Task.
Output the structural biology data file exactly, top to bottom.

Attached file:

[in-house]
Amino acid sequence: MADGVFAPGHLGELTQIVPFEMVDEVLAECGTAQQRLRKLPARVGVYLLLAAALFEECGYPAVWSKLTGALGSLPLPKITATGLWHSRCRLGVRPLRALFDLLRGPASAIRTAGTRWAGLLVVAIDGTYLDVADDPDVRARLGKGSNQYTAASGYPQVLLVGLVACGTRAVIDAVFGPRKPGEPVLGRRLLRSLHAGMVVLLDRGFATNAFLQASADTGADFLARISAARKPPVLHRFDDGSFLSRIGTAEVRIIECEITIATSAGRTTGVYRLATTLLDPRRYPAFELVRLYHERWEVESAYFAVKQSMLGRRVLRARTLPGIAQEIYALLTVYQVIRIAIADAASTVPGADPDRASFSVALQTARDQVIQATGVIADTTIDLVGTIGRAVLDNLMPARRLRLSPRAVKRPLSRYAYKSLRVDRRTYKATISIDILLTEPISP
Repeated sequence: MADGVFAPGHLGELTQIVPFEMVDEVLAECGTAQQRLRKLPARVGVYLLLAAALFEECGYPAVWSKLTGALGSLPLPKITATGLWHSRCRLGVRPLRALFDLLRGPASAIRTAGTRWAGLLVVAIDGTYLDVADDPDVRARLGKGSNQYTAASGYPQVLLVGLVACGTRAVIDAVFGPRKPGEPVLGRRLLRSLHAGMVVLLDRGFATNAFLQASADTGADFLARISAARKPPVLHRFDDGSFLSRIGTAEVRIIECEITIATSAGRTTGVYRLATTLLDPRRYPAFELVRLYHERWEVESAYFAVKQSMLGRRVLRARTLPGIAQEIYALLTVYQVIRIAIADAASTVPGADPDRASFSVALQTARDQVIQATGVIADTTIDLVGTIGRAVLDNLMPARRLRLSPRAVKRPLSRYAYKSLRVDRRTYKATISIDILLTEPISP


[in-house]
Amino acid sequence: MADGVFAPGHLGELTQIVPFEMVDEVLAECGTAQQRLRKLPARVGVYLLLAAALFEECGYPAVWSKLTGALGSLPLPKITATGLWHSRCRLGVRPLRALFDLLRGPASAIRTAGTRWAGLLVVAIDGTYLDVADDPDVRARLGKGSNQYTAASGYPQVLLVGLVACGTRAVIDAVFGPRKPGEPVLGRRLLRSLHAGMVVLLDRGFATNAFLQASADTGADFLARISAARKPPVLHRFDDGSFLSRIGTAEVRIIECEITIATSAGRTTGVYRLATTLLDPRRYPAFELVRLYHERWEVESAYFAVKQSMLGRRVLRARTLPGIAQEIYALLTVYQVIRIAIADAASTVPGADPDRASFSVALQTARDQVIQATGVIADTTIDLVGTIGRAVLDNLMPARRLRLSPRAVKRPLSRYAYKSLRVDRRTYKATISIDILLTEPISP
Repeated sequence: MADGVFAPGHLGELTQIVPFEMVDEVLAECGTAQQRLRKLPARVGVYLLLAAALFEECGYPAVWSKLTGALGSLPLPKITATGLWHSRCRLGVRPLRALFDLLRGPASAIRTAGTRWAGLLVVAIDGTYLDVADDPDVRARLGKGSNQYTAASGYPQVLLVGLVACGTRAVIDAVFGPRKPGEPVLGRRLLRSLHAGMVVLLDRGFATNAFLQASADTGADFLARISAARKPPVLHRFDDGSFLSRIGTAEVRIIECEITIATSAGRTTGVYRLATTLLDPRRYPAFELVRLYHERWEVESAYFAVKQSMLGRRVLRARTLPGIAQEIYALLTVYQVIRIAIADAASTVPGADPDRASFSVALQTARDQVIQATGVIADTTIDLVGTIGRAVLDNLMPARRLRLSPRAVKRPLSRYAYKSLRVDRRTYKATISIDILLTEPISP